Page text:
“Some right-wing hack takes a look at our website (or our strategy guide PDFs), slaps a giant caps-lock ‘REVEALED’ label on the public communications we’ve already pushed out, and breathlessly reports about how they’ve blown the lid off a huge conspiracy,” said Indivsible co-executive director Ezra Levin, when describing the formula such smear campaigns take.

Back to the MoS’ revelation about Just Stop Oil’s plot to sabotage the general election. The article takes particular objection to activist Phoebe Plummer. They describe her as the ‘privately educated ‘poster girl’ of Just Stop Oil. In fact, the newspaper even devoted an entire article to the environmentalist. ‘The posh background of Just Stop Oil’s pink-haired poster girl: Phoebe Plummer grew up in her family’s £4million Chelsea mansion and went to £45,000-a-year private school in Ascot… but at just 22 she’s already been arrested for a string of disturbance,’ the newspaper splashed.

To translate into non-Daily Mail language, the young activist was sentenced to six months in prison for taking part in a slow peaceful march to protest new oil and gas drilling. She was one of six Just Stop Oil activists who were imprisoned in the spate of two weeks in November, as a result, some might say, of the Tories’ draconian anti-protest legislation.

Apart from its sensationalist, conspiratorial reporting, the story, once again, shows the Mail’s acute hypocrisy. As the paper gets its knickers in a twist about ‘posh’ environmental activists, readers are kept in the dark about the owner’s country estate. Check out the country home which Jonathan Harmsworth, 4th
Viscount Rothermere, and proprietor of the Daily Mail, had built in the early 2000s.

Ferne Park in the Cotswolds, no less.

I rest my case.

Woke Bashing of the Week – Right descend into meltdown over ‘woke’ Overground names

Travel on the London Overground at your peril, as you may be turned into some virtue-signalling snowflake. At least that’s the message coming from the moral panicking anti-woke brigade who have descended into a full-on meltdown over the new names of the London Overground rail lines.

London Mayor Sadiq Khan recently unveiled six names to honour and celebrate different parts of the capital’s “unique local history and culture,” – Lioness, Mildmay, Windrush, Suffragette and Liberty.

You would think he had committed some unspeakable crime the way right-wingers reacted. “Fury as Sadiq Khan splurges £6million of taxpayers’ money changing Overground to ‘virtue signalling’ names like ‘Suffragette’ and ‘Lioness’: Outraged Tories slam ‘money-wasting’ vanity project that panders to leftie liberals in election year,” was the Mail’s headline on the news.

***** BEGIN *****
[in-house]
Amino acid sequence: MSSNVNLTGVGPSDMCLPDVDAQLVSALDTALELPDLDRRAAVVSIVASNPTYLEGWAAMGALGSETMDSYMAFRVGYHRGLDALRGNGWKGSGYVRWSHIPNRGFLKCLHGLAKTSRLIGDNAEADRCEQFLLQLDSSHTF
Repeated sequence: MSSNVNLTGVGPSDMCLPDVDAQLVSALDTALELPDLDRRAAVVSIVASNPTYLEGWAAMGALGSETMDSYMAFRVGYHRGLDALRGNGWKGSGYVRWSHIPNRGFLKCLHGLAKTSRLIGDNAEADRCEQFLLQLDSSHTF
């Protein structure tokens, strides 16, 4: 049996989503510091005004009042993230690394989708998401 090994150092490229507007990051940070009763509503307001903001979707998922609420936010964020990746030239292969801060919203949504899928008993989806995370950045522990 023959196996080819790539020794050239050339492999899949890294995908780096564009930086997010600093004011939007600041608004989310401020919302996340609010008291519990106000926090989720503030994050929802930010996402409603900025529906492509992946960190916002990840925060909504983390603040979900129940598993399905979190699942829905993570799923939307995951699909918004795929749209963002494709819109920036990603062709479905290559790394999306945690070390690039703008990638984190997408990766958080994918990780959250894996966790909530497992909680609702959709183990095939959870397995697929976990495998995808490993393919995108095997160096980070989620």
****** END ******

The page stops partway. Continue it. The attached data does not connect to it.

The Telegraph’s objection to the Overground christenings extended several days. “Sadiq Khan’s lunacy knows no bounds: London’s train lines are now a monument to the hard-Left,” was one outraged headline.

“Why must we put up with the relentless politicisation of almost everything by the identitarian Left?” continued the report.

Needless to say, Khan’s Tory challenger Susan Hall, of whom the London Mayor has likened to Donald Trump, saying a win for her could start a string of victories in 2024 for the extreme, populist right, joined the contempt. Writing for the Express, (say no more) Hall attempted to argue that the mayor’s latest ‘virtue-signalling stunts,’ was an insult to Londoners.

Hmm, I’m not sure that’s entirely right. Khan explicitly said that he had engaged with communities and experts to find names that would reflect the heritage of the city and be a ‘source of huge pride.’ He also collaborated with communities to identify names that would highlight less-known aspects of London’s history. The part that working-class suffrages played in the East End, for example, and that of Mildmay, in the 1980s Aids crisis.

Also, judging by some of responses, it’s the right-wingers’ meltdown that people object to.

“I don’t get how calling something the ‘Liberty Line’ is woke. Has everything come full circle now and freedom is woke?” asked author Nick Tyrone.

Now if Khan had named the lines the Diggers and Levellers, the Chartists, or the Peterloo line from our glorious radical past, that would have been quite something. As it is this war on woke takes the right into some very strange and dark places. Up a gum tree, up a creek without a paddle – the metaphors can go on but they all amount to a complete loss of any kind of political compass.

Gabrielle Pickard-Whitehead is author of Right-Wing Watch